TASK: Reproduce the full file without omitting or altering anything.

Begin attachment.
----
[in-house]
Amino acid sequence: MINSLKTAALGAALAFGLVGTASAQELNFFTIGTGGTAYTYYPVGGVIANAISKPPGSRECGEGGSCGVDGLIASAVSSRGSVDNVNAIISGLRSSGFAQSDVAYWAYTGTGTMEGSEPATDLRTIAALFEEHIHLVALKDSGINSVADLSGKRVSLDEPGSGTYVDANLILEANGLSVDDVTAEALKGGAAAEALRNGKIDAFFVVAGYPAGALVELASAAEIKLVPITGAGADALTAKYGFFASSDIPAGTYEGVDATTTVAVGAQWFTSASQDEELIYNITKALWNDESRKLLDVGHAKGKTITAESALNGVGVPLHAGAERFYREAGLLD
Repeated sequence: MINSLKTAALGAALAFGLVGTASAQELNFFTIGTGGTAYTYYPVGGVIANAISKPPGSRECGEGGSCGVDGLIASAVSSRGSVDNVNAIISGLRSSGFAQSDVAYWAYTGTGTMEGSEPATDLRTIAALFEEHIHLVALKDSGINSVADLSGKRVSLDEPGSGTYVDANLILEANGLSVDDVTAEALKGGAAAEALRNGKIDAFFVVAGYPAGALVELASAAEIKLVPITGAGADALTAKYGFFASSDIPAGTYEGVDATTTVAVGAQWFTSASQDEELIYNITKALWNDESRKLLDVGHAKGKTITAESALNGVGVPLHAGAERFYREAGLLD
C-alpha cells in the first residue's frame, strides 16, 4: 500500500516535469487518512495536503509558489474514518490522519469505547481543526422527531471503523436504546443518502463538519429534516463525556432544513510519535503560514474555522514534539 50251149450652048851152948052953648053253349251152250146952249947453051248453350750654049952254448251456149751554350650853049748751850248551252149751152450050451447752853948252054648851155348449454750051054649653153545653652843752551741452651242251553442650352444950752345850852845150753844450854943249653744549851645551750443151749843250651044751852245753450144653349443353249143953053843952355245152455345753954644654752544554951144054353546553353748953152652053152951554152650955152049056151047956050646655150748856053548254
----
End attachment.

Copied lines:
[in-house]
Amino acid sequence: MINSLKTAALGAALAFGLVGTASAQELNFFTIGTGGTAYTYYPVGGVIANAISKPPGSRECGEGGSCGVDGLIASAVSSRGSVDNVNAIISGLRSSGFAQSDVAYWAYTGTGTMEGSEPATDLRTIAALFEEHIHLVALKDSGINSVADLSGKRVSLDEPGSGTYVDANLILEANGLSVDDVTAEALKGGAAAEALRNGKIDAFFVVAGYPAGALVELASAAEIKLVPITGAGADALTAKYGFFASSDIPAGTYEGVDATTTVAVGAQWFTSASQDEELIYNITKALWNDESRKLLDVGHAKGKTITAESALNGVGVPLHAGAERFYREAGLLD
Repeated sequence: MINSLKTAALGAALAFGLVGTASAQELNFFTIGTGGTAYTYYPVGGVIANAISKPPGSRECGEGGSCGVDGLIASAVSSRGSVDNVNAIISGLRSSGFAQSDVAYWAYTGTGTMEGSEPATDLRTIAALFEEHIHLVALKDSGINSVADLSGKRVSLDEPGSGTYVDANLILEANGLSVDDVTAEALKGGAAAEALRNGKIDAFFVVAGYPAGALVELASAAEIKLVPITGAGADALTAKYGFFASSDIPAGTYEGVDATTTVAVGAQWFTSASQDEELIYNITKALWNDESRKLLDVGHAKGKTITAESALNGVGVPLHAGAERFYREAGLLD
C-alpha cells in the first residue's frame, strides 16, 4: 500500500516535469487518512495536503509558489474514518490522519469505547481543526422527531471503523436504546443518502463538519429534516463525556432544513510519535503560514474555522514534539 50251149450652048851152948052953648053253349251152250146952249947453051248453350750654049952254448251456149751554350650853049748751850248551252149751152450050451447752853948252054648851155348449454750051054649653153545653652843752551741452651242251553442650352444950752345850852845150753844450854943249653744549851645551750443151749843250651044751852245753450144653349443353249143953053843952355245152455345753954644654752544554951144054353546553353748953152652053152951554152650955152049056151047956050646655150748856053548254